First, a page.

The NFL admits that it failed last year with a botched implementation of its pass interference replay reviews. That will have an impact on any new rules going forward.
Troy Vincent, the NFL’s executive vice president of football operations, told NBC’s Peter King on Friday that the league has learned its lesson: Rules will not be rushed. The NFL will do its best to figure out the real-world consequences before pushing changes that do more harm than good.
That was clearly the case with the pass interference rule, which was applied so inconsistently last season that the Competition Committee didn’t even forward it for a vote to extend it at an owners’ meeting last month. Upcoming proposed rule changes on onsides kicks and the use of a sky judge – a member of the officiating crew who would be in the press box at a video monitor – are on the table during an NFL owners’ video conference meeting on May 28.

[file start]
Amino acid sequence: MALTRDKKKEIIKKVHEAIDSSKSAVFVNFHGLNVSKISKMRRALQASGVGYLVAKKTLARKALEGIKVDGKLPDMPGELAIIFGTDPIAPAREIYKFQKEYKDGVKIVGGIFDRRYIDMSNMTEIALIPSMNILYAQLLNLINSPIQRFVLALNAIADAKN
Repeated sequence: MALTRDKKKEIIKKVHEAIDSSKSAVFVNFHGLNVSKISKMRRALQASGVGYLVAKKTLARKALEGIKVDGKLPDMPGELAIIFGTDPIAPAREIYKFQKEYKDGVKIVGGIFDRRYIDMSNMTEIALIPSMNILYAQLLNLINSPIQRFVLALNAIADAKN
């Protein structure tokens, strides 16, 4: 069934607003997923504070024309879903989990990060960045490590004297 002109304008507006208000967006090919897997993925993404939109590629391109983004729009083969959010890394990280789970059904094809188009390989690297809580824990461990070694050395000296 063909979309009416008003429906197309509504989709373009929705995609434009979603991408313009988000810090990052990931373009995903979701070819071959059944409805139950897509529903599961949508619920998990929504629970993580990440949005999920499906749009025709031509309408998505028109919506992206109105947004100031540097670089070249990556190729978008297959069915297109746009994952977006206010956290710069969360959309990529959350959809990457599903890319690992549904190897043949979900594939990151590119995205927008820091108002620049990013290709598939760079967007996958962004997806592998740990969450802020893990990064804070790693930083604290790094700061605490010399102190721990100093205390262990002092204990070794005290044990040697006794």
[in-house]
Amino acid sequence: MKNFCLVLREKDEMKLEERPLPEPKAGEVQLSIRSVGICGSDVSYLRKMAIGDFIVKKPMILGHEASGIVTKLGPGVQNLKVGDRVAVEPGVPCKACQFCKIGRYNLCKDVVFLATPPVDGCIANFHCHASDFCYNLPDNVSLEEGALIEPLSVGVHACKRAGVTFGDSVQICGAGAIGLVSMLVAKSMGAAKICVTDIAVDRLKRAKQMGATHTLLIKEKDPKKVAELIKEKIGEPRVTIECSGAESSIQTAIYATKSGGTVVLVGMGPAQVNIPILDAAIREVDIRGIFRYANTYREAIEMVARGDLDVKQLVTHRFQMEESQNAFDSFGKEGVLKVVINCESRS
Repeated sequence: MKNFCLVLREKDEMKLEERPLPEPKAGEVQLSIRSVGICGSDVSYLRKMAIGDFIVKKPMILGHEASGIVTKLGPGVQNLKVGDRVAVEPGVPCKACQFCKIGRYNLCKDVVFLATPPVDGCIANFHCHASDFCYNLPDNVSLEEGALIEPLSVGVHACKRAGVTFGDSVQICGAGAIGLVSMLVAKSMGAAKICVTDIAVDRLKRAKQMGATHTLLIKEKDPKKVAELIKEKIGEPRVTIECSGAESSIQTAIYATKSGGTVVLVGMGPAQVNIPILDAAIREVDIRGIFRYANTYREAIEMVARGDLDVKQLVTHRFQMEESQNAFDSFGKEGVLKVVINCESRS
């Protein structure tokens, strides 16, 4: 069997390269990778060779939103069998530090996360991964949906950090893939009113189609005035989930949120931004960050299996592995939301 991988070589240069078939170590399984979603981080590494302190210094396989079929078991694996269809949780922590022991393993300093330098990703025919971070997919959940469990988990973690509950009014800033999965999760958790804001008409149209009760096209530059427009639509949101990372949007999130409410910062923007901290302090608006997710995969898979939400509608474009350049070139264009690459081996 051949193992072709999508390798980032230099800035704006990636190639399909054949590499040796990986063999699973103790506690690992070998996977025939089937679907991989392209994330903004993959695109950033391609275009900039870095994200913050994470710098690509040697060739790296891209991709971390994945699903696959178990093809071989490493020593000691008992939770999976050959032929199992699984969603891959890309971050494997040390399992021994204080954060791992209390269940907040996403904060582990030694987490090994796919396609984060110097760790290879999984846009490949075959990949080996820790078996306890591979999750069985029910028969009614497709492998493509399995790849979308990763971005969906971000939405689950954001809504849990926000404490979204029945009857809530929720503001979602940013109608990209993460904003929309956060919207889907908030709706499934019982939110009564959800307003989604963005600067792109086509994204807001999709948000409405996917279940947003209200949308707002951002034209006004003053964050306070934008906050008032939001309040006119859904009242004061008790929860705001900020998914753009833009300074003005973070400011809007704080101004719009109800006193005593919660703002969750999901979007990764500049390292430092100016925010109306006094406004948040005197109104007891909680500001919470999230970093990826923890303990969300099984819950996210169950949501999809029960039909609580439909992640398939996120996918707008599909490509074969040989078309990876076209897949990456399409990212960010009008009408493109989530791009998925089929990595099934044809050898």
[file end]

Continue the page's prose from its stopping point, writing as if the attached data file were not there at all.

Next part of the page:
“We cannot fail this year,” Vincent told King. “We saw, a year ago, when [the pass-interference rule] played out, starting with myself, what we put in place last year . . . Those outcomes were not good for professional football. Because we didn’t do the proper due diligence, it played out publicly. The last thing people should be talking about is the way the game is officiated. They [officials] should be faceless objects, managing and facilitating game flow.
“We failed. I’m first in line. I shared that [with league officials]. I failed, as the leader of that department. I failed. We cannot allow that to happen again. What did we learn from that? We’ve got to do our due diligence. You can’t rush and just shove something in there without knowing all the consequences. And we found that out last year, live and in action, publicly.”
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